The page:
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NPR Host Shares His Trans-Siberian Journey, Views On Russia

David Greene
NPR
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Before joining “Morning Edition” in 2012, David Greene was a foreign correspondent for NPR in Moscow. While there, he took the 6,000 mile Trans-Siberian Railway, writing about the second trip in his new book “Midnight in Siberia: A Train Journey into the Heart of Russia.”

In October, Greene returned to Russia and Crimea, the Black Sea peninsula that Russia seized from Ukraine earlier this year.

“This is an incredibly difficult country and culture to really figure out and understand,” Greene told “St. Louis on the Air” host Don Marsh on Tuesday. “A lot of people say the Russian soul is something so powerful and so present in every walk of life, but knowing exactly what it is and how it defines the Russian people, it is a mystery. It’s become a passion of mine, trying to figure it out.”

Greene said he has been fascinated with Russia for some time.

“Russian literature, Russian culture, Russian music, Russian ballet — I think we all grew up really respecting it,” Greene said. “Russian science. Russian space travel. This is a country that is important. It’s a country with such a dynamic culture. I grew up sort of thinking of this country as its leaders were the enemies, but always being curious about the Russian people and how they kind of survived behind that wall. For me, at least, there’s always been this fascination with getting behind that wall and figuring it out.”

In 2011, Greene took his second trip on the Trans-Siberian Railway, which is used to describe one of two routes. Greene traveled from Moscow to Vladivostok, Russia; the other route goes through Mongolia, ending in Beijing.

“It’s not all trains that are traveling these whole routes,” Greene said. “There are some — you can get on in Moscow and go all the way to Vladivostock. As you’re working your way across the Trans-Siberian, you might book a train that is only going a thousand miles. That changes who is on the train. If you’re on one of the long-distance trains, you’re with people who are going often the long distances and seeing family, who are four days away by train, for the first time in years. If you’re on a more local train, it might be travelers who might commute from one city to the other once a month or something like that.”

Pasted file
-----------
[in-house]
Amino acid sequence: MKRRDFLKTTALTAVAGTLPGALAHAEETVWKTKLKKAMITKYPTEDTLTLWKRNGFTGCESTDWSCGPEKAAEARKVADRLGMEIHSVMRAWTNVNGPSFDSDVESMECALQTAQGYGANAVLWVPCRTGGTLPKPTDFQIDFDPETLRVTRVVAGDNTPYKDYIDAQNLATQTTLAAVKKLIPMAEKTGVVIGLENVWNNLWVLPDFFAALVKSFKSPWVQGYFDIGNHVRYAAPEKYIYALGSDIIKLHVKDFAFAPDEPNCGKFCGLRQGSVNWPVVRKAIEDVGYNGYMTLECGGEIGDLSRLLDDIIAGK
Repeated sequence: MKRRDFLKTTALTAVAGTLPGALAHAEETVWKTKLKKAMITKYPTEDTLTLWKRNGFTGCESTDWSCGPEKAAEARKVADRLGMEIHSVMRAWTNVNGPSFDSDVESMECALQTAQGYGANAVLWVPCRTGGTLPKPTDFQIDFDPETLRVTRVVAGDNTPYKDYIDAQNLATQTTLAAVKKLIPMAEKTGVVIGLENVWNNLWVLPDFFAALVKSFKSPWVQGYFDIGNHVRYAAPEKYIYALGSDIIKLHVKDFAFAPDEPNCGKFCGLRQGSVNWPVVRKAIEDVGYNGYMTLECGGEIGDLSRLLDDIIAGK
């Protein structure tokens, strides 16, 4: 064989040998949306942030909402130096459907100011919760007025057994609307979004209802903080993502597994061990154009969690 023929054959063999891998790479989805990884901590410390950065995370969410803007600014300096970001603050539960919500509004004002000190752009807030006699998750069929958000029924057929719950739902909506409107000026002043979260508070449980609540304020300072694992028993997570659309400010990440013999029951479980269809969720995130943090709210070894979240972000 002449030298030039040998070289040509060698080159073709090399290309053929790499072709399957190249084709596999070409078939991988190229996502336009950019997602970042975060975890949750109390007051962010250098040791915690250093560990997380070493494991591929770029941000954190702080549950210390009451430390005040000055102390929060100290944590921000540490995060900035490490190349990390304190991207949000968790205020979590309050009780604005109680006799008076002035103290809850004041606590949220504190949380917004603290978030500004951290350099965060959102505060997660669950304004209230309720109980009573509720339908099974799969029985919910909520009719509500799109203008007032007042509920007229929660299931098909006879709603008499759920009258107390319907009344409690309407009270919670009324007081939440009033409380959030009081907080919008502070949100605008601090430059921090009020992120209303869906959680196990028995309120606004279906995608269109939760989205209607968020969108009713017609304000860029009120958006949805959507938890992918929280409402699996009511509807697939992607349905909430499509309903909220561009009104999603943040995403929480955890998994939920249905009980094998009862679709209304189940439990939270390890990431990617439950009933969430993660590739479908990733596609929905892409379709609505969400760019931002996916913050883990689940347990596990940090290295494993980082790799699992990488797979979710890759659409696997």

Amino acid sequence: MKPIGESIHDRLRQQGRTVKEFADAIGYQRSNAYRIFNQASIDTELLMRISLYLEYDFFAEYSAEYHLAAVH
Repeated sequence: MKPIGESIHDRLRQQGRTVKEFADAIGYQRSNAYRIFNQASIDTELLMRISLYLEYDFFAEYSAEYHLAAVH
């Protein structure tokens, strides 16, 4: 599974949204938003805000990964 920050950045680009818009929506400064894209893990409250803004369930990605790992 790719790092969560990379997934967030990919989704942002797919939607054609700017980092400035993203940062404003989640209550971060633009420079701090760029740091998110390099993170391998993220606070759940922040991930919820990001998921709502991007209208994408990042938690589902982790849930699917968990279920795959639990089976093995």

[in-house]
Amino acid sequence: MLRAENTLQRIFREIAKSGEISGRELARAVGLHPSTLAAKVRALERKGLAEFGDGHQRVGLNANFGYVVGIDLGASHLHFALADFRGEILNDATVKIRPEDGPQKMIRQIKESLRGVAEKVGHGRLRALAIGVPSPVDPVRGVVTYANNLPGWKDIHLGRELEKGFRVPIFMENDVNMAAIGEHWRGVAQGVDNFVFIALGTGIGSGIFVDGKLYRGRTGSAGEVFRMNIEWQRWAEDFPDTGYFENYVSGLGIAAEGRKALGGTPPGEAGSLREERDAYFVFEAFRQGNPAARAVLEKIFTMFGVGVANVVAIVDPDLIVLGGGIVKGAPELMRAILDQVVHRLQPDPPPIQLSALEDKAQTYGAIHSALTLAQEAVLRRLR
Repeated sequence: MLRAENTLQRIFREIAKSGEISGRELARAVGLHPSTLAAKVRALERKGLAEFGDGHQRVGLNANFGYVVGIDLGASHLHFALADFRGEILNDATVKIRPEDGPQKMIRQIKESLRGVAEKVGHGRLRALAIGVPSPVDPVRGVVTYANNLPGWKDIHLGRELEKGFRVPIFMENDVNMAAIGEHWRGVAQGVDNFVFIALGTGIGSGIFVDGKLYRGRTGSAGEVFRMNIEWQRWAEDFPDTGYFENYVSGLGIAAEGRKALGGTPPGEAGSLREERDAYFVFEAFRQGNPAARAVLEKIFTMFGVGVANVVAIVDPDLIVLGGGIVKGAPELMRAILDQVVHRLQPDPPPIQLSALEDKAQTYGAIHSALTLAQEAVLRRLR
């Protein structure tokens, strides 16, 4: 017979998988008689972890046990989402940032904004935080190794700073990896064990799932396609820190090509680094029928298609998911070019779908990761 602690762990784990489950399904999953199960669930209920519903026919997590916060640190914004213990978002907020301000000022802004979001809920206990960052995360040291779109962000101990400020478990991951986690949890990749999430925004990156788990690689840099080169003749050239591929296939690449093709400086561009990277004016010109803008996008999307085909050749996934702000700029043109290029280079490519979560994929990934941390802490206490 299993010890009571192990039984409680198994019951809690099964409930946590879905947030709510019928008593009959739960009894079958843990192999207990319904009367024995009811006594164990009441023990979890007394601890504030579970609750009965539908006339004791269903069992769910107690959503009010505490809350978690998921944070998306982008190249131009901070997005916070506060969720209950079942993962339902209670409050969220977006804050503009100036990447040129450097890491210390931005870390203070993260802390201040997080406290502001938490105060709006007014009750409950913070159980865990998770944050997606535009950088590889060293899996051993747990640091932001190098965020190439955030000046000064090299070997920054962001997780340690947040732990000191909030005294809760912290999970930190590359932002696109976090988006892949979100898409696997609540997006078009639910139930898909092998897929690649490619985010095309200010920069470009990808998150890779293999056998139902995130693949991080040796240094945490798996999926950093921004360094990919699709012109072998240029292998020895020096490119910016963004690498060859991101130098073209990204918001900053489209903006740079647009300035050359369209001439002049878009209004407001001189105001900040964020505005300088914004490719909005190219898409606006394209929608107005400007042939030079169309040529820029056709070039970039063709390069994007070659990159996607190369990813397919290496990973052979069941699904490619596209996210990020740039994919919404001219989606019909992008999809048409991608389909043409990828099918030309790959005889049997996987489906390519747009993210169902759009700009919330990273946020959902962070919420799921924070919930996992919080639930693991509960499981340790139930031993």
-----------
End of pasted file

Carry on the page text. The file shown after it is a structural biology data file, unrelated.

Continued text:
Accommodations on the trains also vary. Second-class fare offers a compartment for four people, which may mean bunking with strangers. Third-class accommodations are open bunks.

“It’s a place with a lot of life,” Greene said. “I mean that in a good way because the people-watching can be incredible. I mean in a bad way because there’s orchestral snoring at night. There are sounds and smells and you have to step on fellow passengers to get up to an upper bunk. It’s just wild — it’s an adventure. It’s not for everyone, but it’s an adventure.”

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“St. Louis on the Air” discusses issues and concerns facing the St. Louis area. The show is produced by Mary Edwards and Alex Heuer and hosted by veteran journalist Don Marsh. Follow us on Twitter: @STLonAir.

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